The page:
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Ceylon Bible Society marks two centuries of service

Satisfaction for Ceylon Bible Society on its bicentennial

Ceylon Bible Society marks two centuries of service
Traditional dancers entertained guests at the Ceylon Bible Society's choral celebration (Photo courtesy of Ceylon Bible Society) reporter, Colombo
Sri Lanka

August 23, 2012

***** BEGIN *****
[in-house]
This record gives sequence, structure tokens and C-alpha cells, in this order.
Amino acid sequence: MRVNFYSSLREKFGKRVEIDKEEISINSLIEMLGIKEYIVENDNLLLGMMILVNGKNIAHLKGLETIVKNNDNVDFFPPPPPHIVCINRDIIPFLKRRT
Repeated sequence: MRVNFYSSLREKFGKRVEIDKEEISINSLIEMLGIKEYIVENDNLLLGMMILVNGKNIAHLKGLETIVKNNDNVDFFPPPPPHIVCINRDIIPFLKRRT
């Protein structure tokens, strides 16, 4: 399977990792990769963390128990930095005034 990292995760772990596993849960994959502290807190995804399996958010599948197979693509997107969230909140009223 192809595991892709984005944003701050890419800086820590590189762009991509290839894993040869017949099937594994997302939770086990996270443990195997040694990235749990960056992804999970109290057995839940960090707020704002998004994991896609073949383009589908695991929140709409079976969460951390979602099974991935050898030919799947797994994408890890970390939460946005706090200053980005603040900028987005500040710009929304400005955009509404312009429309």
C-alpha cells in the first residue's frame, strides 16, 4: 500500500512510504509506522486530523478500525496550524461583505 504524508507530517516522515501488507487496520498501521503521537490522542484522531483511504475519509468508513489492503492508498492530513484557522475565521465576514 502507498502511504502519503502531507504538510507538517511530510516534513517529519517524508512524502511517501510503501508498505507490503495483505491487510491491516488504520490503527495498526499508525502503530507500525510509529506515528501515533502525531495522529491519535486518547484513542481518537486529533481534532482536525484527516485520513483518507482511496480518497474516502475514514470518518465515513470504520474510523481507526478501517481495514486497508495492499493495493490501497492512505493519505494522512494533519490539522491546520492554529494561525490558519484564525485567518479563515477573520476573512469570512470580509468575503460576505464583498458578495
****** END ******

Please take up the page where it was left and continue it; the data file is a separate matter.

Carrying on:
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As it celebrates its bicentennial, the Ceylon Bible Society can look back on the past 200 years with a sense of solid achievement. Its establishment in 1812 makes it the oldest registered organization of any kind in Sri Lanka, by a considerable margin. That alone is a source of satisfaction, especially given the turbulent chapters of Sri Lankan history it has lived through. In fact, adversity has often made it adaptable and flexible in its ongoing mission to distribute as many bibles as possible to the maximum number of people. “During the last stages of the civil war many people lost everything and went to camps for displaced persons, “ said Lakshani P. Fernando, the Society’s general secretary. “We made them accessible, small bibles which were easy for them to carry around." Today, the biggest challenge it faces is not the civil war but the battle for the hearts and minds of the younger generation. “They are moving away from the bible so we are making modifications, such as giving them online access to it,” said Lakshani. “And in former war torn areas, most of them lack IT and English skills, so we’re planning to start training programs for them.” Meanwhile, it continues as always with its core activity of translating, publishing and distributing scriptural materials. In 2011 alone, 73,592 bibles, 9,884 New Testaments and 24,569 bible extracts were sold by the CBS at concessionary rates. It offers Tamil, Sinhala and English editions and also produces Braille and audio versions. The CBS is non-denominational, so it was appropriate that leaders from all branches of Christianity attended the choral celebration of its bicentennial at Colombo’s Cathedral of Christ the Living Saviour earlier this month. The cathedral was packed with an invited audience who enjoyed the keynote speech from Malcolm Cardinal Ranjith, a moving performance from a deaf and blind school, an uplifting rendition of the Hallelujah Chorus by the Trinity College choir and a display of  traditional Sri Lankan dance by a local women’s college. Related reports Multi-religious reality and Marian devotion highlighted Video and audio discs drive book fair demand
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